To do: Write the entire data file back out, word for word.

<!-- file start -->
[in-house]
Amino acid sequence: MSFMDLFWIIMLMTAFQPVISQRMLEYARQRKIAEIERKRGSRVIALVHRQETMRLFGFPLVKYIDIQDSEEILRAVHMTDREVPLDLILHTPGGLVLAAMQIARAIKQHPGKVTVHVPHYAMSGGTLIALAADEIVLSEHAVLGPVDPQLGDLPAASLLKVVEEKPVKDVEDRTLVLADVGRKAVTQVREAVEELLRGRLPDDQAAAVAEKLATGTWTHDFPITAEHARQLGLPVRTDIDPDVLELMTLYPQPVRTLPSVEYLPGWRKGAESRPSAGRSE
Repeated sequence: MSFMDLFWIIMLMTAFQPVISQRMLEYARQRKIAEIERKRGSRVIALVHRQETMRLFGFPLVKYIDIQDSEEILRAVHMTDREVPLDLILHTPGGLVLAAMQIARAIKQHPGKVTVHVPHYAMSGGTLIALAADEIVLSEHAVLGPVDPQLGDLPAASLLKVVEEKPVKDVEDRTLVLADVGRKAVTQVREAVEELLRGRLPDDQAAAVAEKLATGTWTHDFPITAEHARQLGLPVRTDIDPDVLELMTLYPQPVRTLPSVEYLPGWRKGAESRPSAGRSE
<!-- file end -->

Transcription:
[in-house]
Amino acid sequence: MSFMDLFWIIMLMTAFQPVISQRMLEYARQRKIAEIERKRGSRVIALVHRQETMRLFGFPLVKYIDIQDSEEILRAVHMTDREVPLDLILHTPGGLVLAAMQIARAIKQHPGKVTVHVPHYAMSGGTLIALAADEIVLSEHAVLGPVDPQLGDLPAASLLKVVEEKPVKDVEDRTLVLADVGRKAVTQVREAVEELLRGRLPDDQAAAVAEKLATGTWTHDFPITAEHARQLGLPVRTDIDPDVLELMTLYPQPVRTLPSVEYLPGWRKGAESRPSAGRSE
Repeated sequence: MSFMDLFWIIMLMTAFQPVISQRMLEYARQRKIAEIERKRGSRVIALVHRQETMRLFGFPLVKYIDIQDSEEILRAVHMTDREVPLDLILHTPGGLVLAAMQIARAIKQHPGKVTVHVPHYAMSGGTLIALAADEIVLSEHAVLGPVDPQLGDLPAASLLKVVEEKPVKDVEDRTLVLADVGRKAVTQVREAVEELLRGRLPDDQAAAVAEKLATGTWTHDFPITAEHARQLGLPVRTDIDPDVLELMTLYPQPVRTLPSVEYLPGWRKGAESRPSAGRSE